I was lucky enough to access the beautiful coastal path that leads to the Elegug (Welsh for Guillemot) Stacks or Stack Rocks where some of the largest colonies of  Guillemots can be found.  From around May  - July the coast is taken over by these beautiful birds, and the rocks that rise steeply from the sea provide and ideal nesting spot for the parents and their chicks. With black faces, beaks and beady eyes and a bright white belly, they look like miniture penguins as they perch precariously on the cliff edge, but there's also something elegant and sleek in their appearence.

You can check out the video of my trip here - https://www.youtube.com/watch?v=GJO5zc3C3Z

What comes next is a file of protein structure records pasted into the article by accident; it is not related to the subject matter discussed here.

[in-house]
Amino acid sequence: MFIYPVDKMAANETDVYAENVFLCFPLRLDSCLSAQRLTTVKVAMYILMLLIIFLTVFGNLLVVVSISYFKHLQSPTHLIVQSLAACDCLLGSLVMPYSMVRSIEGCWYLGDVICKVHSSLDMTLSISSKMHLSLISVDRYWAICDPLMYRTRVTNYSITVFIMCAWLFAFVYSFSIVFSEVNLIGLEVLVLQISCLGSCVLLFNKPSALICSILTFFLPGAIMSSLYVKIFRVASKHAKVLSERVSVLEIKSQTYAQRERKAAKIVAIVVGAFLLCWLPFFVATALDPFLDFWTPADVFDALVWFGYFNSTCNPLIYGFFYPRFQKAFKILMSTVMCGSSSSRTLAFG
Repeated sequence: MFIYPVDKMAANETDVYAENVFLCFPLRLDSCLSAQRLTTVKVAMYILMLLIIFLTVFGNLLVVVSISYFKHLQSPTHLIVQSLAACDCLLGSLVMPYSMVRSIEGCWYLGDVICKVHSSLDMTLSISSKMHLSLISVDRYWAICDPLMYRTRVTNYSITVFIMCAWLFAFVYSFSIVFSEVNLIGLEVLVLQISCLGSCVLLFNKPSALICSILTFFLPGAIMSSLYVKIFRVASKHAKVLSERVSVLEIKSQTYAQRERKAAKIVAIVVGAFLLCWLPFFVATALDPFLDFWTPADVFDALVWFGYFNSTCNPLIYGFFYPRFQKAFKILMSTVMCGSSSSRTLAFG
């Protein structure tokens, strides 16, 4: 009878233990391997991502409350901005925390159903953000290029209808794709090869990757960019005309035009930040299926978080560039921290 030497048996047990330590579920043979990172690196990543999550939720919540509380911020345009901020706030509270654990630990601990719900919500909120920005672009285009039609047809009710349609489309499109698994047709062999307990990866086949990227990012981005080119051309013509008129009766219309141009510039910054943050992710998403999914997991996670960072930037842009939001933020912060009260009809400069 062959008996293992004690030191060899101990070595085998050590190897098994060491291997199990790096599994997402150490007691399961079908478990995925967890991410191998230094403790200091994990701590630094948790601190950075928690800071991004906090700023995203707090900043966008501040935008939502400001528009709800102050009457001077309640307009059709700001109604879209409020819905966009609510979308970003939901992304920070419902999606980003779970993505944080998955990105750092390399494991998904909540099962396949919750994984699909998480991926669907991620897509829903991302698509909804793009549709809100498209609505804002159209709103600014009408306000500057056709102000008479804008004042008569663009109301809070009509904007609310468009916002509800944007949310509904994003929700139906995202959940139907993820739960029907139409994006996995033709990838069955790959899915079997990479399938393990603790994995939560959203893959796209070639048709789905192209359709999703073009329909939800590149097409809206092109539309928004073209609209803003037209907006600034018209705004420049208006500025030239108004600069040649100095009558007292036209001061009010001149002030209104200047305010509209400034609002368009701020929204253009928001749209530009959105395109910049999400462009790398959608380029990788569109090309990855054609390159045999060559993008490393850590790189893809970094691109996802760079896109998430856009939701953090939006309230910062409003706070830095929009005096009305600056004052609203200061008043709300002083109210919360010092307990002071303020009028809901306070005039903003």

What is really special about the birds in this area is their remarkable recovery from the Sea Empress oil spill whch happened now 20 years ago in 1996. At the time, 730,000 tonnes of oil was spilled into the sea, damaging creatures in the water and on the coast. Around 1,100 guillemots were pulled from the ocean, covered in oil and suffereing badly. Many more died in the coming weeks however in the twently years that followed the initial clean -up operation the population seems to have been bouncing back with 16,000 birds covering the rocks in the area where I was fiming.


Among the rowdy group of guillemots were razorbills - the national bird of Pembrokeshire - some jackdaws, hungry gulls and a few choughs. Butterflies came later in the day landing on the wildflowers, grasshoppers were singing in the heat and the usual snails and slugs were quietly going about their day.



As the sun set over the sea, shadows slowly creeping up over the rocks where the crowds of birds were relentlessly diving and calling, jostling and feeding -  I couldn't help feel that this may be one of the most special places I've ever been.


Published by Kirsty Grant